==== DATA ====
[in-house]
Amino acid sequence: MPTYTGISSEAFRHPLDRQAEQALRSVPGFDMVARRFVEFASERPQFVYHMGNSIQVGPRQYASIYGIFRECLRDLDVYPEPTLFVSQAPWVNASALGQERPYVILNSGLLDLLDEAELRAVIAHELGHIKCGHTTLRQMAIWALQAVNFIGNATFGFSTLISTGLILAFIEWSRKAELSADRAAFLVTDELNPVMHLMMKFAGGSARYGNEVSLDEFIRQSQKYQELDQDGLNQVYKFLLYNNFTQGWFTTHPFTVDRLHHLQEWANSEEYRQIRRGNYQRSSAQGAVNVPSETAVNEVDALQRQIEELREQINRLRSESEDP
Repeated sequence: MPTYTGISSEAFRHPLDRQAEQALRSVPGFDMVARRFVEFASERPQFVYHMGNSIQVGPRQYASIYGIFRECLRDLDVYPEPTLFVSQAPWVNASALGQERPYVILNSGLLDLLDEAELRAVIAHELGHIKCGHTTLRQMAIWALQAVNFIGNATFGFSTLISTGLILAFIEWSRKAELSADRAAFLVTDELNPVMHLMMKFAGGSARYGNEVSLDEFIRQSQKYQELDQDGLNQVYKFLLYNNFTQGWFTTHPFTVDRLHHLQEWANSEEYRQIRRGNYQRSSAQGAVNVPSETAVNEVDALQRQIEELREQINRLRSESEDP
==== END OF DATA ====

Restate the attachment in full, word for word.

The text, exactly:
[in-house]
Amino acid sequence: MPTYTGISSEAFRHPLDRQAEQALRSVPGFDMVARRFVEFASERPQFVYHMGNSIQVGPRQYASIYGIFRECLRDLDVYPEPTLFVSQAPWVNASALGQERPYVILNSGLLDLLDEAELRAVIAHELGHIKCGHTTLRQMAIWALQAVNFIGNATFGFSTLISTGLILAFIEWSRKAELSADRAAFLVTDELNPVMHLMMKFAGGSARYGNEVSLDEFIRQSQKYQELDQDGLNQVYKFLLYNNFTQGWFTTHPFTVDRLHHLQEWANSEEYRQIRRGNYQRSSAQGAVNVPSETAVNEVDALQRQIEELREQINRLRSESEDP
Repeated sequence: MPTYTGISSEAFRHPLDRQAEQALRSVPGFDMVARRFVEFASERPQFVYHMGNSIQVGPRQYASIYGIFRECLRDLDVYPEPTLFVSQAPWVNASALGQERPYVILNSGLLDLLDEAELRAVIAHELGHIKCGHTTLRQMAIWALQAVNFIGNATFGFSTLISTGLILAFIEWSRKAELSADRAAFLVTDELNPVMHLMMKFAGGSARYGNEVSLDEFIRQSQKYQELDQDGLNQVYKFLLYNNFTQGWFTTHPFTVDRLHHLQEWANSEEYRQIRRGNYQRSSAQGAVNVPSETAVNEVDALQRQIEELREQINRLRSESEDP